Tuesday, January 29, 2008

More thoughts on Hinckley

The Latter-day Saints I talked to yesterday were sad to see their leader, Gordon B. Hinckley, go, but not distraught in anyway. A couple remarked with joy that he would be with his wife again (the church teaches that families are families for eternity).

Hinckley's experience as a missionary led him to higher authority in the church. He realized the need for better material to distribute to non-believers and he made a career of promoting the church and its teachings in an easy to understand manner.

"He’s always been a great missionary and encouraged us to spread the word about the gospel of Christ and invited anyone who wanted to hear the message about Christ," Shreveport Stake President Brent Merrill said.

It reminded me a little bit of Pope John Paul II. The late pope was widely travelled and a great advocate for evangelism who, even as an elderly man, connected with youth.

Jeffrey Loftin, a Shreveport native now studying at BYU saw Hinckley speak a couple of times. He told me about some of his journal entries after seeing the president.

"At the top it says – I’ve had a constant burning in my chest for 10 minutes," Loftin said.

To Loftin, that was confirmation from the Holy Spirit that Hinckley was a man of God and was speaking God's truth.

"Every time I have written specific impressions from the Spirit. It’s a deep knowledge – every word he says he’s saying for a reason. He’s genuine and open and honest."

Funeral services for Hinckley have been set for 10 a.m. Saturday in Salt Lake City. They will be broadcast on BYU television, which is apparently available on many Sattelite carriers.

8 comments:

Anonymous said...

President Hinckley has done so much for so many. I honor him as a prophet, and friend. He specially loved the youth of the church. He has been a super optimistic in the face of some of the most troubling times this world has ever faced.

I found a site honoring him, where anyone can go to and leave a message in tribute to his memory.

The site is:
http://honoringpresidenthinckley.blogspot.com/2008/01/honoring-president-gordon-b.html

Diane Haag said...

Thanks for the recommendation. Here's another site from Beliefnet, which has places to share your thoughts and prayers:

http://www.beliefnet.com/story/229/story_22941_1.html?WT.mc_id=HOMEVIDEO

John said...

Diane:

Do you believe the Mormon doctrine to be truth?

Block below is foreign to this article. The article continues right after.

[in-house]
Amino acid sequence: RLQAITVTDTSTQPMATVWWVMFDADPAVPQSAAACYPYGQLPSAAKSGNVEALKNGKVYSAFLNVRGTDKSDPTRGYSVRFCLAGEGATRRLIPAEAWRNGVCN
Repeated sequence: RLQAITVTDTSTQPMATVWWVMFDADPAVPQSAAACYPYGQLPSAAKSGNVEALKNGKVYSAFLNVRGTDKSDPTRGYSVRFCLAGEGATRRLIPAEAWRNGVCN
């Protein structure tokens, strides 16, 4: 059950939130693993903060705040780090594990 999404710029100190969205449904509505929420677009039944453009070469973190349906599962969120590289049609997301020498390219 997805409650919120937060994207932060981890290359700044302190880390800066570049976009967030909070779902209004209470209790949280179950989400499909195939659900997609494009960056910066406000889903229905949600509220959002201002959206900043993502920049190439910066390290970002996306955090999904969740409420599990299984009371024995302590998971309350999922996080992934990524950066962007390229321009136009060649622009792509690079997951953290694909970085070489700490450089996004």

John said...

I guess my question was inappropriate?

Diane Haag said...

John,

I hadn't responded because I hadn't seen your comment until now.

No, I do not believe all Mormon doctrine to be true. I do have a great deal of respect for their committment to faith and family, and the church members I know are some of the most genuine people I know.

John said...

Sorry for being impatient and thanks for the response.

[I can say the following because I think I have a decent enough understanding about the Mormom religion.]

When I see someone post something like this in their blog, I just assume they agree that what's said in it is true, quotes and all.

I view your post as promoting what this man believes, things I know don't agree with "mainstream" Christianity (which doesn't bother me since I don't, either. *smile*) and certainly don't agree with the word of God.

So, that is why I asked.

Diane Haag said...

You bring up an interesting point, and maybe I should clarify.

I view this blog as an extension of my reporting, meaning I hope to give voice to the variety of religious traditions in the community. Some of them are "mainstream Christianity," and some aren't Christian at all.

So when I post something like this, I was just trying to flesh out the story that ran in the paper with some quotes that had to be left out for space.

John said...

Understood. Thanks.

I don't know if I put my name on it or not, but I also gave similar question in your "15 faiths under one roof" entry. I don't recall seeing that in the paper, but the question is still valid because of such a wide variety of beliefs mentioned in that blog entry: "who's going to be telling the truth?"

Surely between 15 faiths there will be some issues that one thinks is important (read: salvational) that another does not. Is it scriptural to join togther just for the sake of unity, even though the man next to me says I don't do so-and-so so I'm not saved? Has ecumenicalism become a four-letter word in God's eyes?

Where's truth among 15 different faiths? Surely they can't all be right, can they?